These questions must be answered ahead of time by a team representing the various stakeholders, not just IT. For this purpose, management must have a clear strategy and the full understanding of potential use cases, business units’ projects and requirements. It is of paramount importance to build an action plan and prioritize projects with high impact and high feasibility, to start achieving those “quick wins” which create consensus around AI adoption. Management needs at the same time to allocate appropriate budgets, reflecting these strategic decisions, to the relevant business units and encourage the implementation of a clear governance  structure where best practices and standards are adopted consistently across business units.

Before starting a major development effort, make a first review of the existing data. There is a danger here: Upon realization that their existing data is scattered and of low quality, businesses often start investing in major data infrastructure projects without a clear goal. Such processes can be extremely costly and often do not support the actual use cases that the business is trying to tackle. Instead, an initial analysis of the existing data often reveals low-hanging fruit that can be reached without a major investment. This analysis can also set the direction for what kind of data is currently not collected but should be.

Complete an AI Proof of Concept

The next goal is to get one or more proofs of concept (POCs) completed as fast as possible. The most important blocker to rapid development and iteration is often the quality of the data available, so manual work is required to get the data in shape to be used for training machine learning models.

Modern automated machine learning platforms like Modulos can get POC models done for you within days—not weeks or months, like models developed by hand using conventional methods—thereby enabling the “fail fast” approach. The POC models allow you to rapidly reach the point where you can perform a gap analysis relative to your target KPIs to see whether it is worth continuing development and, if so, what additional resources are required, particularly on the data side.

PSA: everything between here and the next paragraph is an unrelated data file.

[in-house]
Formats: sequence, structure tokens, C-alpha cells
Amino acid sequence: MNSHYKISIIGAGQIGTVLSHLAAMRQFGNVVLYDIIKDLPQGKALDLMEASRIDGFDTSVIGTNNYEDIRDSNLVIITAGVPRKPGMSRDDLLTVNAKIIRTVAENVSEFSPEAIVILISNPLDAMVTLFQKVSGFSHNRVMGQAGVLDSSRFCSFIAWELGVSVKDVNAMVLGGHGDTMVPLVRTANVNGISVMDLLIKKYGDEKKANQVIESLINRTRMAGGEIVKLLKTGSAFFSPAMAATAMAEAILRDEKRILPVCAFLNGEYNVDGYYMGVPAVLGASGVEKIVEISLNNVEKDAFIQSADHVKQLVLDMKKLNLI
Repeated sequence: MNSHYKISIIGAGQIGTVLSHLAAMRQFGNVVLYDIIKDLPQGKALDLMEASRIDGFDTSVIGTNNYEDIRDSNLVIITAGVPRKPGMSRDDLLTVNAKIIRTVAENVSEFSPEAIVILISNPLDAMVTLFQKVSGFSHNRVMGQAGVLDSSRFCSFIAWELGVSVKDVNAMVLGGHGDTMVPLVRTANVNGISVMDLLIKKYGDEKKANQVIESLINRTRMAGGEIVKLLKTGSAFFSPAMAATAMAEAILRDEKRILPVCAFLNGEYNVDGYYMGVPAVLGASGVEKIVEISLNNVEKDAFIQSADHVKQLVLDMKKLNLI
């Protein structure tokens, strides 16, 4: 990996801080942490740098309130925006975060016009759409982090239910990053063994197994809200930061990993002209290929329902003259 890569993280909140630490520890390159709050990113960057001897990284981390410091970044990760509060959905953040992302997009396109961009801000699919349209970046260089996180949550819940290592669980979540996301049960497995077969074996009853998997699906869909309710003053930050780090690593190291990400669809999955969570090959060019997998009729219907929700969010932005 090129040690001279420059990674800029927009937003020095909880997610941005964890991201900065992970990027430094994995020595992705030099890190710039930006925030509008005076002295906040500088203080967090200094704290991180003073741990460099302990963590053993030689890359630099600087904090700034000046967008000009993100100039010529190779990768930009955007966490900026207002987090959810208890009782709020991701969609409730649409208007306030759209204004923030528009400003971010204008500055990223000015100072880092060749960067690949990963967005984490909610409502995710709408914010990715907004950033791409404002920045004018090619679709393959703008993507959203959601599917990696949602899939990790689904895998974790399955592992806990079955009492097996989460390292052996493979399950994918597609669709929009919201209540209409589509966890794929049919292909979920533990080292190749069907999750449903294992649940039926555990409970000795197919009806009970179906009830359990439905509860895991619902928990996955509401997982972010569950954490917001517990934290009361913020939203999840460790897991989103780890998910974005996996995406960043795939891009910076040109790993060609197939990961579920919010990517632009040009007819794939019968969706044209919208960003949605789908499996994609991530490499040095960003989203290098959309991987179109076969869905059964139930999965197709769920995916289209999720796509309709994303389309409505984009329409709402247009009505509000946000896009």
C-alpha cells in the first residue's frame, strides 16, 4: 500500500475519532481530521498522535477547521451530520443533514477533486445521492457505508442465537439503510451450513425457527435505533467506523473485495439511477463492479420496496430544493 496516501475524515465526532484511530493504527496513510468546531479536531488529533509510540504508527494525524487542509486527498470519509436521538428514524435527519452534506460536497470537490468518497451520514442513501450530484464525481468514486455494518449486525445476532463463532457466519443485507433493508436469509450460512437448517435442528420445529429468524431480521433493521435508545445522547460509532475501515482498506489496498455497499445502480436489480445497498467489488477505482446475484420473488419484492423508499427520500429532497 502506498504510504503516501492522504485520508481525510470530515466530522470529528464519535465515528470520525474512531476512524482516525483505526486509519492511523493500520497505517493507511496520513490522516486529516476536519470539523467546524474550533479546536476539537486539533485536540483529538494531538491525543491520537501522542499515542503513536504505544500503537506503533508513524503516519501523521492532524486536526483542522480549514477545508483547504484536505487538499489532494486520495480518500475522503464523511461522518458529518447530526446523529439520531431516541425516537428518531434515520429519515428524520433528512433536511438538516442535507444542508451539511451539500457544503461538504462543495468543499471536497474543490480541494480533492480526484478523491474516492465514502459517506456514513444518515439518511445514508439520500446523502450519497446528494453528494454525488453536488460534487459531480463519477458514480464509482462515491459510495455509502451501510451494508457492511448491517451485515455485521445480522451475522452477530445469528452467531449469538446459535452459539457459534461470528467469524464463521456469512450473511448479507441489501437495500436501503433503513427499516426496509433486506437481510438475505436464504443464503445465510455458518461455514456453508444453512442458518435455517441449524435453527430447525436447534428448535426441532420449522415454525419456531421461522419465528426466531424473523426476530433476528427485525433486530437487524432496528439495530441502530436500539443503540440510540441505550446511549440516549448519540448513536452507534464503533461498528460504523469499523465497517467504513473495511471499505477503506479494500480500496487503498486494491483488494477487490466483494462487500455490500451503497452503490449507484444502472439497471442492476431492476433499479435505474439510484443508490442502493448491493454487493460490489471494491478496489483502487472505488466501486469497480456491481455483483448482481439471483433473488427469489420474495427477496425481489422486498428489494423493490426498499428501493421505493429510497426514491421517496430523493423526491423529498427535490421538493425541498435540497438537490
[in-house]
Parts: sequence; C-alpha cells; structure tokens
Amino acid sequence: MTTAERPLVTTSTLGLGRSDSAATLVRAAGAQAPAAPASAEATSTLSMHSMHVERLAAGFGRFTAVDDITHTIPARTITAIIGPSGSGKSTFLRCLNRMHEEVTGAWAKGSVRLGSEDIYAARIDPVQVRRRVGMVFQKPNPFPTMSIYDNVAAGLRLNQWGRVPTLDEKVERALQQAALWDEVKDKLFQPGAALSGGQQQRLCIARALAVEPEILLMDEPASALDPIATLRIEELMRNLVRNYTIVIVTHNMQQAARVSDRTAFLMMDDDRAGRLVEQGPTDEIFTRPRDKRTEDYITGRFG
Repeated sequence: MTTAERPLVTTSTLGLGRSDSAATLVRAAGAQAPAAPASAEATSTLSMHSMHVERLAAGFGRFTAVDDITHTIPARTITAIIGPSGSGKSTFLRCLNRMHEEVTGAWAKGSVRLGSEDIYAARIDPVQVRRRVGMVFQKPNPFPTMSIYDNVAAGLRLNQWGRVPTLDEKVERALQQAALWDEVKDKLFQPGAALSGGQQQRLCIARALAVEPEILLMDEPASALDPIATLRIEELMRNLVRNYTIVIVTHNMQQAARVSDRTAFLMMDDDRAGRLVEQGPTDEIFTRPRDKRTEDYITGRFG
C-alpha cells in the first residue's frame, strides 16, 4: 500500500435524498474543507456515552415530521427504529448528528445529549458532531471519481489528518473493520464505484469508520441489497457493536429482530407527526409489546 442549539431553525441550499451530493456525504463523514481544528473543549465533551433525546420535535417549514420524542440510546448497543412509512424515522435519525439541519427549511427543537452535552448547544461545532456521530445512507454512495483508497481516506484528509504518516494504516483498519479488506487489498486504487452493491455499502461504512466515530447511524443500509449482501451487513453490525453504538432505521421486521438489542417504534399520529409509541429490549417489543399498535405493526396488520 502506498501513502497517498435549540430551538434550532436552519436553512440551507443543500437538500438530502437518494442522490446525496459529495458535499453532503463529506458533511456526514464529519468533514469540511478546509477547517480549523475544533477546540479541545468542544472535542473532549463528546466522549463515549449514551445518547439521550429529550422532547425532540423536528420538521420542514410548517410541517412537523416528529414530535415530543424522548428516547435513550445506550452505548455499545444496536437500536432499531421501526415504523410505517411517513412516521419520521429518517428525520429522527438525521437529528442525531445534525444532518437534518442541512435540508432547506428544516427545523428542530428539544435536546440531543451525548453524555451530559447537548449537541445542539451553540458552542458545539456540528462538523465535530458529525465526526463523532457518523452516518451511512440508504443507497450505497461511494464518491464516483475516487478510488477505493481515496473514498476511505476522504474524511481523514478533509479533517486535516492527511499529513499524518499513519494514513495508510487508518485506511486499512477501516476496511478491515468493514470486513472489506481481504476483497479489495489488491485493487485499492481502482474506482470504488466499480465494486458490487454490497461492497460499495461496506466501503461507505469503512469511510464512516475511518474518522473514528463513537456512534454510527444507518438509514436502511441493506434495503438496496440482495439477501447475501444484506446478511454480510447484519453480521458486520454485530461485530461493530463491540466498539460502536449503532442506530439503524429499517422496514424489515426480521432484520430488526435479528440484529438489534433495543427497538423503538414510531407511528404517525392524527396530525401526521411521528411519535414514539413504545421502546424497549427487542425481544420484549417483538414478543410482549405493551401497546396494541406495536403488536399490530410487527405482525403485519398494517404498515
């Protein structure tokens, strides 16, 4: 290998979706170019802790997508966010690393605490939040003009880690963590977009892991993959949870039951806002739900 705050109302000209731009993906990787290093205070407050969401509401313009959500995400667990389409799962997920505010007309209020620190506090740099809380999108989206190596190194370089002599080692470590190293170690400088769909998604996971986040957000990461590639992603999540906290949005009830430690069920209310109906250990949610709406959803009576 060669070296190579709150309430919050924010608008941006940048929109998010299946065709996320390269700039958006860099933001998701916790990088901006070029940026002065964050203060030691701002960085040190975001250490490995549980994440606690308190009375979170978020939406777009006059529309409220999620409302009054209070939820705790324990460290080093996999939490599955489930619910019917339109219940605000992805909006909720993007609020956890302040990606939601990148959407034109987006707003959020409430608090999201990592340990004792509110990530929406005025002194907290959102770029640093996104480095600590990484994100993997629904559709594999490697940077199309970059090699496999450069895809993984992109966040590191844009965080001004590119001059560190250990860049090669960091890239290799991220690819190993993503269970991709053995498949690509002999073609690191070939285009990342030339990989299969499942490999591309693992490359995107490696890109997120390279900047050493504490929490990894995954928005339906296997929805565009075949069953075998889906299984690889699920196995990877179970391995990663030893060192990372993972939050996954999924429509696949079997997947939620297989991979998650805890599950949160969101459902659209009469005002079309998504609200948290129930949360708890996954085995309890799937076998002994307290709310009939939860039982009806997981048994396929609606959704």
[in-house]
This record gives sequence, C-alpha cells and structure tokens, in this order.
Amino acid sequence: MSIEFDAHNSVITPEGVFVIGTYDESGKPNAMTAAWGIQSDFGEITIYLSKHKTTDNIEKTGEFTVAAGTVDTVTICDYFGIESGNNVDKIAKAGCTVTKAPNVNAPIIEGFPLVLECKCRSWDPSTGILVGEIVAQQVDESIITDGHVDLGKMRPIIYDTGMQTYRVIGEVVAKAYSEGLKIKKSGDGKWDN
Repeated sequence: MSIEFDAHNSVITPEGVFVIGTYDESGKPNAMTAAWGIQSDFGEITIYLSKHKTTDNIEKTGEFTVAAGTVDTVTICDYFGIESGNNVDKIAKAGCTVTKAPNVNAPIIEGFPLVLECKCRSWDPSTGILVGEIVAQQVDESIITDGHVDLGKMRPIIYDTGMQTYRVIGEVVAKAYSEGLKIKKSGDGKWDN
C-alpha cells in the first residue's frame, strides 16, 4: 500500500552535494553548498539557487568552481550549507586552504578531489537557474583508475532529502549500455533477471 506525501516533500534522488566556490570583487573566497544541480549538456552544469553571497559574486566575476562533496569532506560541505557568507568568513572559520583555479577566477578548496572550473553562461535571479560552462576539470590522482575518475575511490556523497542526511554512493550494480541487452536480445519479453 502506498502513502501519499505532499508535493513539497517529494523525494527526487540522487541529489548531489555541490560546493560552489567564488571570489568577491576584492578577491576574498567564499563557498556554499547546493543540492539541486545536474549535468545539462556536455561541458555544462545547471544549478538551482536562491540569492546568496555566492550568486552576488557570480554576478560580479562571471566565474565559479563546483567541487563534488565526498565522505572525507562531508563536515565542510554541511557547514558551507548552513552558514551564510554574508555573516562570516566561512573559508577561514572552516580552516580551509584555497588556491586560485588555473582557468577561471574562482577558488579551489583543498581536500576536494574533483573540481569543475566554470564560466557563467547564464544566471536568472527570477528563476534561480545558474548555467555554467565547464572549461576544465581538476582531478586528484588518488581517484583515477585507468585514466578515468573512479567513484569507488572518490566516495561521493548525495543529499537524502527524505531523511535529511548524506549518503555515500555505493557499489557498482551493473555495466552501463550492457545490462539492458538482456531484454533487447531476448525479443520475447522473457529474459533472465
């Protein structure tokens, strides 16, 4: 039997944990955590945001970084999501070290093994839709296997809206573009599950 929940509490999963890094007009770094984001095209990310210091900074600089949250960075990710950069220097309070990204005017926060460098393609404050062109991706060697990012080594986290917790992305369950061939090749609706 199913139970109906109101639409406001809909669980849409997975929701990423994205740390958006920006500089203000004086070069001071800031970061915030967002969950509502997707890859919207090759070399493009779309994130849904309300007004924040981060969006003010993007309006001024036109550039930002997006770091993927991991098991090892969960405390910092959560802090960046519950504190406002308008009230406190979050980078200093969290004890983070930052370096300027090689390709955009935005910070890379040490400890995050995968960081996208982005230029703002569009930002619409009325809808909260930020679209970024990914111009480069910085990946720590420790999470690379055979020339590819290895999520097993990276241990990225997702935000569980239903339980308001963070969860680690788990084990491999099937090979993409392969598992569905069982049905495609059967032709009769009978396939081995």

Taking a POC model to production is often the longest and most difficult part of the AI journey. This is the phase where most AI projects fail—usually not for fundamental technological reasons but because the project was not set up for success by management. 

Of course, IT needs to make the model part of its operations. To deliver value, an AI model needs to scale, and it must be continuously monitored and refined. However, this means that change management across business units is essential. Processes need to be adapted and created to support the flow of essential information and feedback from all areas of the business. 

Use Cases

Analytics translation means taking a complex business task and reducing it to a question answerable by an AI model. In reality, many different business tasks map down to a relatively small number of AI models, which is why modern AI platforms can rapidly build useful models and easily adapt to customer data and needs.